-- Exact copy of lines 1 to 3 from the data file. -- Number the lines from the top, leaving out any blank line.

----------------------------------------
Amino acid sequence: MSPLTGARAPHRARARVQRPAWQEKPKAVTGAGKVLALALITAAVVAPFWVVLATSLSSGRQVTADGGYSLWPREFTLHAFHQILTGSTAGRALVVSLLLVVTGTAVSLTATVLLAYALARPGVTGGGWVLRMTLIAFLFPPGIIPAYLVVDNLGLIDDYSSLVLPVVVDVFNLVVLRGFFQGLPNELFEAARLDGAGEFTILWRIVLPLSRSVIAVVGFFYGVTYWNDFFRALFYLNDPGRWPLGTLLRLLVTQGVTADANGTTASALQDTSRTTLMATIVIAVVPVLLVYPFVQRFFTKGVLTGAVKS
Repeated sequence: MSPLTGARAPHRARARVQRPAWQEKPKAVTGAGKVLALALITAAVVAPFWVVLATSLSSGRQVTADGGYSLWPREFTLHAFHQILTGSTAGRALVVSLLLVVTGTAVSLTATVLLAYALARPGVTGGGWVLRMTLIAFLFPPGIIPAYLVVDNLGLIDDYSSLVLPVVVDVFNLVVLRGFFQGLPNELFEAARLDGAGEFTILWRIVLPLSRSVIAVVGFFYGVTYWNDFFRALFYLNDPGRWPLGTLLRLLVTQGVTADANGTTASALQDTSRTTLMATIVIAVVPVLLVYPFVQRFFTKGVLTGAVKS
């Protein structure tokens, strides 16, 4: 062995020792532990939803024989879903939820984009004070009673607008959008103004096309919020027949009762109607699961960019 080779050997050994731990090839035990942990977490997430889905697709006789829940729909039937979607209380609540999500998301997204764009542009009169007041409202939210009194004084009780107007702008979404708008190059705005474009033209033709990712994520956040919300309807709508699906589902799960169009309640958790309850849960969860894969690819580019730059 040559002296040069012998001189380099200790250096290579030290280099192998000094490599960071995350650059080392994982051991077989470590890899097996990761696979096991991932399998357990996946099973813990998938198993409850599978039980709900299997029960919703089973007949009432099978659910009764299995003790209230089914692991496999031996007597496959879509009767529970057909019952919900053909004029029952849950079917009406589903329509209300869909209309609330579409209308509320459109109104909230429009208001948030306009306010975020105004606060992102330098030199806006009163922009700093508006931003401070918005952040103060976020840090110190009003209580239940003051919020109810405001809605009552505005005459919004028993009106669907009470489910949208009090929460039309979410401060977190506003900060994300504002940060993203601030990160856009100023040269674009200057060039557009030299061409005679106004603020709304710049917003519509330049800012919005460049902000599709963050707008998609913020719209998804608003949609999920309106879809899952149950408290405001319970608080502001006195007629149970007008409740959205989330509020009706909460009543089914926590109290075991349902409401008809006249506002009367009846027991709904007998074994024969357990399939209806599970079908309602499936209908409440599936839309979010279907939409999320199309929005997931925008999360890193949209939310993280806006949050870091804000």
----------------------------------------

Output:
Amino acid sequence: MSPLTGARAPHRARARVQRPAWQEKPKAVTGAGKVLALALITAAVVAPFWVVLATSLSSGRQVTADGGYSLWPREFTLHAFHQILTGSTAGRALVVSLLLVVTGTAVSLTATVLLAYALARPGVTGGGWVLRMTLIAFLFPPGIIPAYLVVDNLGLIDDYSSLVLPVVVDVFNLVVLRGFFQGLPNELFEAARLDGAGEFTILWRIVLPLSRSVIAVVGFFYGVTYWNDFFRALFYLNDPGRWPLGTLLRLLVTQGVTADANGTTASALQDTSRTTLMATIVIAVVPVLLVYPFVQRFFTKGVLTGAVKS
Repeated sequence: MSPLTGARAPHRARARVQRPAWQEKPKAVTGAGKVLALALITAAVVAPFWVVLATSLSSGRQVTADGGYSLWPREFTLHAFHQILTGSTAGRALVVSLLLVVTGTAVSLTATVLLAYALARPGVTGGGWVLRMTLIAFLFPPGIIPAYLVVDNLGLIDDYSSLVLPVVVDVFNLVVLRGFFQGLPNELFEAARLDGAGEFTILWRIVLPLSRSVIAVVGFFYGVTYWNDFFRALFYLNDPGRWPLGTLLRLLVTQGVTADANGTTASALQDTSRTTLMATIVIAVVPVLLVYPFVQRFFTKGVLTGAVKS
């Protein structure tokens, strides 16, 4: 062995020792532990939803024989879903939820984009004070009673607008959008103004096309919020027949009762109607699961960019 080779050997050994731990090839035990942990977490997430889905697709006789829940729909039937979607209380609540999500998301997204764009542009009169007041409202939210009194004084009780107007702008979404708008190059705005474009033209033709990712994520956040919300309807709508699906589902799960169009309640958790309850849960969860894969690819580019730059 040559002296040069012998001189380099200790250096290579030290280099192998000094490599960071995350650059080392994982051991077989470590890899097996990761696979096991991932399998357990996946099973813990998938198993409850599978039980709900299997029960919703089973007949009432099978659910009764299995003790209230089914692991496999031996007597496959879509009767529970057909019952919900053909004029029952849950079917009406589903329509209300869909209309609330579409209308509320459109109104909230429009208001948030306009306010975020105004606060992102330098030199806006009163922009700093508006931003401070918005952040103060976020840090110190009003209580239940003051919020109810405001809605009552505005005459919004028993009106669907009470489910949208009090929460039309979410401060977190506003900060994300504002940060993203601030990160856009100023040269674009200057060039557009030299061409005679106004603020709304710049917003519509330049800012919005460049902000599709963050707008998609913020719209998804608003949609999920309106879809899952149950408290405001319970608080502001006195007629149970007008409740959205989330509020009706909460009543089914926590109290075991349902409401008809006249506002009367009846027991709904007998074994024969357990399939209806599970079908309602499936209908409440599936839309979010279907939409999320199309929005997931925008999360890193949209939310993280806006949050870091804000």